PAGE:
The difficulty concerning the addition of a text (Interpretans) to a text under interpretation (Interpretandum) arises because it would appear that such an addition changes the text under interpretation and therefore, precludes the possibility of understanding its historical meaning.

There are three different specific functions: historical function aimsr re-create in the contemporary audience the acts of understandings of thehistorical author and the historical audience of the historical text. Meaning function is to produce in contemporary audiences acts of understandings of the historical author and historical audience of the text, revealing aspect of the meaning of the text with which their historical audiences were not acquainted. Implicative function, is to produce in contemporary audience acts of understading where by those audiences understands the implications of the meaning of the text, regardless of whether  the historical author and the historical audience were or were not aware of those implications.

Types of interpretations: textual Vs nontextual

Interpretations whose  main or only purpose is to produce understandings of the meaning of text and of  the implications of those meaning may be distinguished from a second sort.

A textual  interpretation is precisely the sort of interpretation we have been discussing in this chapter. There are 3 ways: first. As the re-creation of the acts of understanding of the historical author and the historical audience, that is, as the understanding of the historical author and the historical audience had second as the production of acts of understanding where by meaning of the text regardless of what historical author and historical audience thought is understood by the contemporary audience n third as the production of acts of understanding where by the implications of the meaning of the text are understood by the contemporary audience.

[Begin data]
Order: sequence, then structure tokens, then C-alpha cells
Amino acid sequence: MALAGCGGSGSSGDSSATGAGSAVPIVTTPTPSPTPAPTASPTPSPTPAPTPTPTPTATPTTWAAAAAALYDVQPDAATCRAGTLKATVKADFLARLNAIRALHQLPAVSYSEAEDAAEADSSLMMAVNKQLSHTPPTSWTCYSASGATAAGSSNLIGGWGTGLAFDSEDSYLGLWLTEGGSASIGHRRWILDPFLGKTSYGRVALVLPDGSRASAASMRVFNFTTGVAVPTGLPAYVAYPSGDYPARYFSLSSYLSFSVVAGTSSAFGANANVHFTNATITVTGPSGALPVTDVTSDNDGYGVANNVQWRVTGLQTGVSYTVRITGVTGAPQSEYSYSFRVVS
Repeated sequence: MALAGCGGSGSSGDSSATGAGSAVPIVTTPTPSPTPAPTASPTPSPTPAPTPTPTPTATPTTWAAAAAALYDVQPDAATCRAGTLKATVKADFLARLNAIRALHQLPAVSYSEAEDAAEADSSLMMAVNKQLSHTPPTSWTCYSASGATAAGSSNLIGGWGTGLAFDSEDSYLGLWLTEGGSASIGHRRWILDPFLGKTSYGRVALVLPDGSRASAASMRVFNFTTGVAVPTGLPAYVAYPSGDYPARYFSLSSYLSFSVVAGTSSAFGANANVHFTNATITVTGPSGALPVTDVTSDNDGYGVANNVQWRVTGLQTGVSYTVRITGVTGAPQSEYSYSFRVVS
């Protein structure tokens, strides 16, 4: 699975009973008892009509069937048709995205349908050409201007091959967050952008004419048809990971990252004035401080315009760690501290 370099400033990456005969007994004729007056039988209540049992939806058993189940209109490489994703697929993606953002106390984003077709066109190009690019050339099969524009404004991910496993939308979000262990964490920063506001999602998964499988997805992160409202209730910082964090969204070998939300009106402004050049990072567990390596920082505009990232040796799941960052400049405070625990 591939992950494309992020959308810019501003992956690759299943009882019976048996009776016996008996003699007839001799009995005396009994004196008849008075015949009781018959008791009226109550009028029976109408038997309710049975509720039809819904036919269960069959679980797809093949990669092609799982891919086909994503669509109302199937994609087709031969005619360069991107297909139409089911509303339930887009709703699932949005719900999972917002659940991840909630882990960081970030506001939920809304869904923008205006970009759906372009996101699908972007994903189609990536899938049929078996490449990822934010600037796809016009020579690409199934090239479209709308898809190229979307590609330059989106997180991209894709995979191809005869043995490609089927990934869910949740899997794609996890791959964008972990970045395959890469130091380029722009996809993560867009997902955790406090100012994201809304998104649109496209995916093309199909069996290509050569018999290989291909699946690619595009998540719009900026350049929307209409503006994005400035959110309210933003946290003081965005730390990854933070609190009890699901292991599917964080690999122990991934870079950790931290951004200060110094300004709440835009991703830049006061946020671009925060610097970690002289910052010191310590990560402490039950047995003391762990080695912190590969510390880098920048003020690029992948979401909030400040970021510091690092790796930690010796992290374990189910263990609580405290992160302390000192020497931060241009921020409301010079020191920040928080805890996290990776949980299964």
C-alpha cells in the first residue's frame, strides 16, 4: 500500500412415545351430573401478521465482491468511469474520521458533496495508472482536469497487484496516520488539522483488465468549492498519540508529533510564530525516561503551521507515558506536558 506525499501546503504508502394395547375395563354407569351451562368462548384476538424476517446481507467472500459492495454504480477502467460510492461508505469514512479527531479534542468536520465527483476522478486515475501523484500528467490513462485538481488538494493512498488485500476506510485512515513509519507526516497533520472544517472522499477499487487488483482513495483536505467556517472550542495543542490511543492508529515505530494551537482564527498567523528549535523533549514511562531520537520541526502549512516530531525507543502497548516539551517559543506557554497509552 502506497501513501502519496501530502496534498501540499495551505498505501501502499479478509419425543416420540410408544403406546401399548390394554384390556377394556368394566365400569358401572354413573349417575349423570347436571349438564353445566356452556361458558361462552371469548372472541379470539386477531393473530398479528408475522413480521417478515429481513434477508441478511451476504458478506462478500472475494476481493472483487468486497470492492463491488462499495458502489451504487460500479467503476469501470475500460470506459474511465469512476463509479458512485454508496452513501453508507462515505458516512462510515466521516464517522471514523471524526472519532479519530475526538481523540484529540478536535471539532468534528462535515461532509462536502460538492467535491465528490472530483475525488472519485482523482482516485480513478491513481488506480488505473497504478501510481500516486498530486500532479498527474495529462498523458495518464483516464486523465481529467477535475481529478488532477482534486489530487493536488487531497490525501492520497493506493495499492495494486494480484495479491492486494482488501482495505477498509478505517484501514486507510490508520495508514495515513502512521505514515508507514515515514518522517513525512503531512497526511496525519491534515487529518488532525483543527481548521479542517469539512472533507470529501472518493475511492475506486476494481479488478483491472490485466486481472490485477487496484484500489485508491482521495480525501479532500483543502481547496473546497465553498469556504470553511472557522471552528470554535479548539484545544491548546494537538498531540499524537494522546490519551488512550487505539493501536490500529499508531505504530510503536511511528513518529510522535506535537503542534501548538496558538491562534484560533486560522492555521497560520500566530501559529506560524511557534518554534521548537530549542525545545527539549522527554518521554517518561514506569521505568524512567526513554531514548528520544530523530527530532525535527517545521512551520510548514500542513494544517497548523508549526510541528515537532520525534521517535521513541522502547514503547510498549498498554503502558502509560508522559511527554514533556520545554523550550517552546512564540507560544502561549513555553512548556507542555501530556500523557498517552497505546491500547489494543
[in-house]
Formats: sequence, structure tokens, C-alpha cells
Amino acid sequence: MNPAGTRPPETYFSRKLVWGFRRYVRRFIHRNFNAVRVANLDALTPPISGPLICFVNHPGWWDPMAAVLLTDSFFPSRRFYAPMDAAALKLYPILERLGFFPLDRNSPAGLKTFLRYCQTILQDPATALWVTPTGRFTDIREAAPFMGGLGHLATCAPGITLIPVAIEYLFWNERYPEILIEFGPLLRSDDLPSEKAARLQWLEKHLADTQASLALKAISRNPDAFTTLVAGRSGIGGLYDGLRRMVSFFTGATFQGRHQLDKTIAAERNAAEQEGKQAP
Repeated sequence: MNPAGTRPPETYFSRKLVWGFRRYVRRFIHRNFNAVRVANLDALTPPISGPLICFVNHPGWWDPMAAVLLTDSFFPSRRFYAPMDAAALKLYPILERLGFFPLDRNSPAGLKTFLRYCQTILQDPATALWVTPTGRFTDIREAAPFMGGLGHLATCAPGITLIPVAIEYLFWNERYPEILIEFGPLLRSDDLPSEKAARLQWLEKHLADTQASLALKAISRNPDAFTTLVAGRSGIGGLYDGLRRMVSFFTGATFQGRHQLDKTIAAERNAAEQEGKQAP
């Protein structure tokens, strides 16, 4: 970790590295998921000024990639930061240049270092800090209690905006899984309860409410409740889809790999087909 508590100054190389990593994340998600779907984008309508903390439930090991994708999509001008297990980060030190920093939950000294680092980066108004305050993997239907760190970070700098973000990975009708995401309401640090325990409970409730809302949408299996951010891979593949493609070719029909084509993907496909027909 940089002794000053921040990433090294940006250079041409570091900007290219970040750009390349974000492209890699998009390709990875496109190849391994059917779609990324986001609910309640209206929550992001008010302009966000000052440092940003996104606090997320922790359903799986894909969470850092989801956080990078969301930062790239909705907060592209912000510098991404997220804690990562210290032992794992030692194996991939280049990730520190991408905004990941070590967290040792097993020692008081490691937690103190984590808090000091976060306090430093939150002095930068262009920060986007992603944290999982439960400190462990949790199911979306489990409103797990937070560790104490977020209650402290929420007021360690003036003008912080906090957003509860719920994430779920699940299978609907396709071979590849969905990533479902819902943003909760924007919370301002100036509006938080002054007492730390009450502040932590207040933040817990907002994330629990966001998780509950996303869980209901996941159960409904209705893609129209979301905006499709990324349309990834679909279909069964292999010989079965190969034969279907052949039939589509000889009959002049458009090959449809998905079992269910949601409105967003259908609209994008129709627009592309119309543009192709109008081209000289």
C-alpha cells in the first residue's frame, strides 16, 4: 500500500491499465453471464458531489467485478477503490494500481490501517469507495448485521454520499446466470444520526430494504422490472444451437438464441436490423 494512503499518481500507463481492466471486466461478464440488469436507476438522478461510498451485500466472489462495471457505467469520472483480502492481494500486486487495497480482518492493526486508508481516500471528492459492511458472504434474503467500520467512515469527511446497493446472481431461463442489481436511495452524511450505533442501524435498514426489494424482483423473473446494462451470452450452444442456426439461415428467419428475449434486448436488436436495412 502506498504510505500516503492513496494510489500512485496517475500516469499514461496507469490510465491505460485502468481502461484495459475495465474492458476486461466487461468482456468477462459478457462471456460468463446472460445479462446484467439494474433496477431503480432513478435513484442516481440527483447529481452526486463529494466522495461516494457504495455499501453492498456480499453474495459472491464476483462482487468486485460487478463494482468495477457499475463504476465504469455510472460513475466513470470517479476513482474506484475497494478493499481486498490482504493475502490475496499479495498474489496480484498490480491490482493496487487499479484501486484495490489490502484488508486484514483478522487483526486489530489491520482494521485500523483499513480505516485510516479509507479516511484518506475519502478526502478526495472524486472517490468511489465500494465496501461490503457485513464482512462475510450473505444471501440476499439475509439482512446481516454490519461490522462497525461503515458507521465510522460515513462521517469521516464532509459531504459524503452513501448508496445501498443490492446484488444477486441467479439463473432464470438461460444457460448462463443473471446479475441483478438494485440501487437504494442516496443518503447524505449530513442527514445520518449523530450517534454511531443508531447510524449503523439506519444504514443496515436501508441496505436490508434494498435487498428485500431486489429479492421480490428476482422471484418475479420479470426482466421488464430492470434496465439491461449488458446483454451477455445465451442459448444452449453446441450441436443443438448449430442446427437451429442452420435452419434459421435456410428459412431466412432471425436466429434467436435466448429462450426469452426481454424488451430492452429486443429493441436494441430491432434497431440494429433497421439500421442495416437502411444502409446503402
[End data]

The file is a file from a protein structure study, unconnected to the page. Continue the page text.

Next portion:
A nontextual interpretation is one that, although itmay be based on a textual interpretation, has something else as its primary aim even if such an aim involves or is a kindof understanding. The functions of nontextual interpretation are different from the three textual interpretation have and not primary directed toward the meaning of the text or its implication.

Number, truth, value and objectivity of interpretation

Of Textual interpretation: 1. Number. Textual interpretation will depend on how many commentaries on a text have been done, n it would have to be determined on the basis of empirical evidence. 2. truth Valu. Concerned with truth n falsity of textual interpretation have to begin by recalling that textual interpretations generally are texts in natural languages, n those text are composed of sentence. 3. objectivity n Subjectivity. Objectivity is counterpart of subjectivity. N subjectivity is a text composed of textual additions to a historical text,. Of nontextual interpretation is composed of many sentences some of which are not subject to truth value.

Understanding, meaning, n interpretation of interpretations

Some interpretations require textual interpretations to reveal what their authors n historical audiences understood by them but others may not. It all depends on the cultural n historical gap between the historical n the contemporary audience of the interpretations. N whether interpretations require other cultural interpretations will depend, as in the case of other texts, on the cultural function.

Conclusion

Text are historical entries. Interpretation involve 3 factors specific functions: historical, meaning, implicative. The objectivity n subjectivity of nontextual interpretation depends again on the objective or subjective nature of the causes that produce them.